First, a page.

We stopped in a grassy brushy area to look for the buntings. Two were singing nearby, but nothing was readily visible. Some catbirds were singing on the far side of the bushes, but little else was going on. I halfheartedly pished, but the catbirds could care less and no yellowthroats were close enough at hand. To my relief, a Red-tailed Hawk was spotted as he caught the bottom of a thermal near the far shore. This was the first look at a hawk through binoculars for a couple of people, and one stared in fascination until it was gone.  The kids were getting restless when, “OH! Look!!!” A big bird came blasting down out of the gap behind us and headed our way. I instantly thought and blurted “Osprey?” as the jet black and bright white Bald Eagle flew right in front of us! We were all so amazed that it didn’t matter. The bird continued away, then swung back and began to climb in circles above us. Even with two pairs of bins there was plenty of time for everyone to have a look and enjoy the bird. I felt wonderful that the perfect bird for the occasion provided a naked eye view to everyone.

Bald Eagle, Photo by George Gentry/FWS
Everyone was happy and satisfied after that, and ready to go back. I thought nothing would be exciting after that, but what do you know if we didn’t flush a huge brown bird from a roadside sapling, along with a couple of crows. One of the ladies in front proclaimed it was an owl and sure enough it was a Great Horned. The shocking appearance right in front of us made it very exciting indeed, but it was not as spectacular a sighting as the eagle had been. We returned to camp with smiles and stories to tell. I was happy that non-birders could have such a great time birding in the field, and was most grateful to the raptors for making it such a memorable day.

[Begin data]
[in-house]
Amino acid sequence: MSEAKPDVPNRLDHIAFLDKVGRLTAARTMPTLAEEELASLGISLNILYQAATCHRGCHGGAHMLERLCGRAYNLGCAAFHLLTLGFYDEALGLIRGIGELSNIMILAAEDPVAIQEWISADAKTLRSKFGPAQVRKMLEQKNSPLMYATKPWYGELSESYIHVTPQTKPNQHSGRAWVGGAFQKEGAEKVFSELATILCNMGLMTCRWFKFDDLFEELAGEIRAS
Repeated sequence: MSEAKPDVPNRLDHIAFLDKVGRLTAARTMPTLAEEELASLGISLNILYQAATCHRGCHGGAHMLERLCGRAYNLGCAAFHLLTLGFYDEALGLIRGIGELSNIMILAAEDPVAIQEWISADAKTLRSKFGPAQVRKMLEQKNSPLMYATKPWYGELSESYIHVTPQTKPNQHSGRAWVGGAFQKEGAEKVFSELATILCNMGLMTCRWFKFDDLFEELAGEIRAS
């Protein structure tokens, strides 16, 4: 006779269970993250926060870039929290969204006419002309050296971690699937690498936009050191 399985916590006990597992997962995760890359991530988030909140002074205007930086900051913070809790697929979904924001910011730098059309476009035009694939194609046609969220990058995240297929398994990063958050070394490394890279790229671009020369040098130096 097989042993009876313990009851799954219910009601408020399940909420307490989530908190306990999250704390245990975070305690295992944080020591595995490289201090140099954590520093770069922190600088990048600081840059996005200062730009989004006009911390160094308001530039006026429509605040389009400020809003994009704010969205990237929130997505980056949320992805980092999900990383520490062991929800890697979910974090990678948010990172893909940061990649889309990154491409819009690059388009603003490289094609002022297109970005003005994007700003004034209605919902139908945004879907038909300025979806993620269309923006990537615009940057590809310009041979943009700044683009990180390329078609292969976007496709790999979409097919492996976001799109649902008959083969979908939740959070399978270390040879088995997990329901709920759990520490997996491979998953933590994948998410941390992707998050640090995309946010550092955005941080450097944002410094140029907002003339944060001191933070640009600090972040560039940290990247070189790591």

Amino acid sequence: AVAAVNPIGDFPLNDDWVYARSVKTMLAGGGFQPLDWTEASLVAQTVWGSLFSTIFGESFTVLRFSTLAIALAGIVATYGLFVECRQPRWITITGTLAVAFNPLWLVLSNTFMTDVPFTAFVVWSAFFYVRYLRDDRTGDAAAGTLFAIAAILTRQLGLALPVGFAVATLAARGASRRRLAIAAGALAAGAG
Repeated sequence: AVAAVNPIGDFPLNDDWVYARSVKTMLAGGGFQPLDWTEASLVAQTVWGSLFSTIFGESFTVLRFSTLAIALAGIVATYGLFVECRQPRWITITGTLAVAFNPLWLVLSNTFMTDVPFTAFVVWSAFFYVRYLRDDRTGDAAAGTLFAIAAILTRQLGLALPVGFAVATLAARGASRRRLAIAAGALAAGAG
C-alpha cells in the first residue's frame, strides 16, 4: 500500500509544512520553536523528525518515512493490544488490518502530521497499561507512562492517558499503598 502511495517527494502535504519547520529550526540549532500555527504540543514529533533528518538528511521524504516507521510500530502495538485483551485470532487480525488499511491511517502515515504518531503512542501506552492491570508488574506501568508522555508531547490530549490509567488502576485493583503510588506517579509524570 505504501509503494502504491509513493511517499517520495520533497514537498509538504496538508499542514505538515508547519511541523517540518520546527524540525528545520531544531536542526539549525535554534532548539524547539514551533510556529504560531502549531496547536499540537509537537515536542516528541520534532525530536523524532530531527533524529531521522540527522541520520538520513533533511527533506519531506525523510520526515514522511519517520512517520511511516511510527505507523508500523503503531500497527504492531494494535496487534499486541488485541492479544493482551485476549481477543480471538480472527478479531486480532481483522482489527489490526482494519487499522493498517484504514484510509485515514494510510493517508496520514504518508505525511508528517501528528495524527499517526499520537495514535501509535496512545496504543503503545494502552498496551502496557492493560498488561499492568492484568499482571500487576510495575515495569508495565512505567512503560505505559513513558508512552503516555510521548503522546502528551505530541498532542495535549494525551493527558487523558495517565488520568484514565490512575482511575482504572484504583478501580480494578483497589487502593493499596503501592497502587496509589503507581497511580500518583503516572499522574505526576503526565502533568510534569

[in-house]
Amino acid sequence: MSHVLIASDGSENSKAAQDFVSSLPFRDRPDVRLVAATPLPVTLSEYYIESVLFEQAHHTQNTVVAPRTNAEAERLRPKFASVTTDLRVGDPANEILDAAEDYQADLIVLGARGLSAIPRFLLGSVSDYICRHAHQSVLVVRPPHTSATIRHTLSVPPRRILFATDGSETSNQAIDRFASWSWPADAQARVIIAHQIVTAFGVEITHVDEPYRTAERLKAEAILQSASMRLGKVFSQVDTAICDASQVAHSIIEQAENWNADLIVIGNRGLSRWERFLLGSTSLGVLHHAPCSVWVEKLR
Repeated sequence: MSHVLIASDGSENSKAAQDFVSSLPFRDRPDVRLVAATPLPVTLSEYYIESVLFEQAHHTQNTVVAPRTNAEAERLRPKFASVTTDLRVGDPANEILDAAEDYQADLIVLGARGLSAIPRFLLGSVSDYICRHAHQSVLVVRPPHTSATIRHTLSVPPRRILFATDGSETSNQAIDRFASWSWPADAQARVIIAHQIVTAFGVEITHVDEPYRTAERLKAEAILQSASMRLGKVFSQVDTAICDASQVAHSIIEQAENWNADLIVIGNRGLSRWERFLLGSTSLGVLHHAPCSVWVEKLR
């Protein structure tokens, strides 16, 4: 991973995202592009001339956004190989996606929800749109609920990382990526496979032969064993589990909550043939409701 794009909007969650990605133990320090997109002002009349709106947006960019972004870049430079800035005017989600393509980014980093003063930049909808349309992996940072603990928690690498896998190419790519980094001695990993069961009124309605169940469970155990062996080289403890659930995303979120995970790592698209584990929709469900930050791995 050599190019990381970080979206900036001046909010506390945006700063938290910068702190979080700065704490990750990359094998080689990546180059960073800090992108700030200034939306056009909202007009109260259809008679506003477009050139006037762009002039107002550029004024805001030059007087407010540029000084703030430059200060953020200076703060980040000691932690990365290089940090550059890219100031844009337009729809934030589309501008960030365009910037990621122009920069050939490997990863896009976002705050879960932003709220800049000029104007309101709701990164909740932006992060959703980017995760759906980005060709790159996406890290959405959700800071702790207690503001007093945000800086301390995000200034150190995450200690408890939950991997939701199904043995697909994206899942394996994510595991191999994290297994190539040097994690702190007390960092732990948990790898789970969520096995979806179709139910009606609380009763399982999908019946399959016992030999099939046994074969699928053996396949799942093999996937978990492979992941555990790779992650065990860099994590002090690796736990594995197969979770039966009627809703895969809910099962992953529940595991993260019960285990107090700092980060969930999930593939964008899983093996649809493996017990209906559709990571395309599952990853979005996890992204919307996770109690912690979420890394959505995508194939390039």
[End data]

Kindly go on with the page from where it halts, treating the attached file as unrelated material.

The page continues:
Great Horned Owl, Photo by Susan Rachlin/FWS
Every outing will not be so lucky, but it is important to keep in mind that with beginners the most important thing is to keep them interested. Think back to when you first got started with the common birds; they could be very exciting. To convey that feeling to others, try hard to get good views, take your time with songs, and fill in the blanks with some stories or information about birds and other wildlife. Be sure to include everyone and play upon his or her particular interests. After that, exciting birds are icing on the cake.

For more helpful hints about leading more serious tours to see Birding June 2002 p. 258 “Building Birding Skills; Leading Field Trips”.

About the author (IN JULY 2002): Joe Gyekis, 18, lives in Spring Mills, PA and goes to Penn State University.  Some of his first words were “deeder-deeder-dee,” “hat-hatch,” and “pecker.” 

IF ANYONE KNOWS WHAT JOE IS UP TO TODAY, PLEASE COMMENT ON THIS ARTICLE AND LET US KNOW!

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2011-08-26T20:52:49+00:00
ANNOUNCEMENT OF THE 2018 ANNUAL MEETING
OF THE MEMBERS OF THE ASSOCIATION


In accordance with the bylaws of the American Birding Association, the Board of Directors has set the date for the next Annual Meeting of the Members of the Association for Saturday, September 22, 2018. Time and place are 4:00 PM, Saturday, September 22, 2018, at the American Birding Expo, to be held at the Greater Philadelphia Expo Center, 100 Station Ave, Oaks, PA 19456 

The official Notice of the Meeting and the Proxy will be distributed to members on or after July 24, 2018, but no later than September 12, 2018

Please click here for location, electronic proxy ballot and other details >>